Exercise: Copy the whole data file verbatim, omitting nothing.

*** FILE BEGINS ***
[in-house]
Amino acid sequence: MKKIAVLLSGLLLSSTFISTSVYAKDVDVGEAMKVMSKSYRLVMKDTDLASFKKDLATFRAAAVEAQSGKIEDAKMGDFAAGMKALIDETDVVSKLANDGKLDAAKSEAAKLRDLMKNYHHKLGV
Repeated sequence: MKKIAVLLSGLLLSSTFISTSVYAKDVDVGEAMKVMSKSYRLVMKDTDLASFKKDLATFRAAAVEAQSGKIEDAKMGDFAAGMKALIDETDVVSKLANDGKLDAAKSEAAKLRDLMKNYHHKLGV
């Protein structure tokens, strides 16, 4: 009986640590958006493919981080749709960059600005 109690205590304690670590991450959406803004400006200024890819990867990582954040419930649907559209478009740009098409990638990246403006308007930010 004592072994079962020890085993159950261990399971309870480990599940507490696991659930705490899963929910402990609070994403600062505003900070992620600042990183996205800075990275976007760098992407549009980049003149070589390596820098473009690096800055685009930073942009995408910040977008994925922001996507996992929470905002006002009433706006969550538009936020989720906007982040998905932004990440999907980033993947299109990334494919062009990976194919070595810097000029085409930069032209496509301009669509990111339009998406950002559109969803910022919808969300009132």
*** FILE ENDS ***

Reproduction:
[in-house]
Amino acid sequence: MKKIAVLLSGLLLSSTFISTSVYAKDVDVGEAMKVMSKSYRLVMKDTDLASFKKDLATFRAAAVEAQSGKIEDAKMGDFAAGMKALIDETDVVSKLANDGKLDAAKSEAAKLRDLMKNYHHKLGV
Repeated sequence: MKKIAVLLSGLLLSSTFISTSVYAKDVDVGEAMKVMSKSYRLVMKDTDLASFKKDLATFRAAAVEAQSGKIEDAKMGDFAAGMKALIDETDVVSKLANDGKLDAAKSEAAKLRDLMKNYHHKLGV
């Protein structure tokens, strides 16, 4: 009986640590958006493919981080749709960059600005 109690205590304690670590991450959406803004400006200024890819990867990582954040419930649907559209478009740009098409990638990246403006308007930010 004592072994079962020890085993159950261990399971309870480990599940507490696991659930705490899963929910402990609070994403600062505003900070992620600042990183996205800075990275976007760098992407549009980049003149070589390596820098473009690096800055685009930073942009995408910040977008994925922001996507996992929470905002006002009433706006969550538009936020989720906007982040998905932004990440999907980033993947299109990334494919062009990976194919070595810097000029085409930069032209496509301009669509990111339009998406950002559109969803910022919808969300009132």